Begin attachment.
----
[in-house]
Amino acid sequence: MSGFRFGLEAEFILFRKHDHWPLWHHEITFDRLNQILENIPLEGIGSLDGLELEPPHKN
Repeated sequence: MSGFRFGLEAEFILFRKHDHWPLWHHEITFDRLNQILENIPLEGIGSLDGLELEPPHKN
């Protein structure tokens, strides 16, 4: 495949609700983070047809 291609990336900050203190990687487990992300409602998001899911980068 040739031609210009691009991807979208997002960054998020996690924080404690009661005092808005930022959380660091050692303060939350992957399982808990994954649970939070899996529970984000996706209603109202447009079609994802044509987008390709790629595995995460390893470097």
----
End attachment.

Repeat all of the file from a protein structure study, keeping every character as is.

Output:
[in-house]
Amino acid sequence: MSGFRFGLEAEFILFRKHDHWPLWHHEITFDRLNQILENIPLEGIGSLDGLELEPPHKN
Repeated sequence: MSGFRFGLEAEFILFRKHDHWPLWHHEITFDRLNQILENIPLEGIGSLDGLELEPPHKN
């Protein structure tokens, strides 16, 4: 495949609700983070047809 291609990336900050203190990687487990992300409602998001899911980068 040739031609210009691009991807979208997002960054998020996690924080404690009661005092808005930022959380660091050692303060939350992957399982808990994954649970939070899996529970984000996706209603109202447009079609994802044509987008390709790629595995995460390893470097």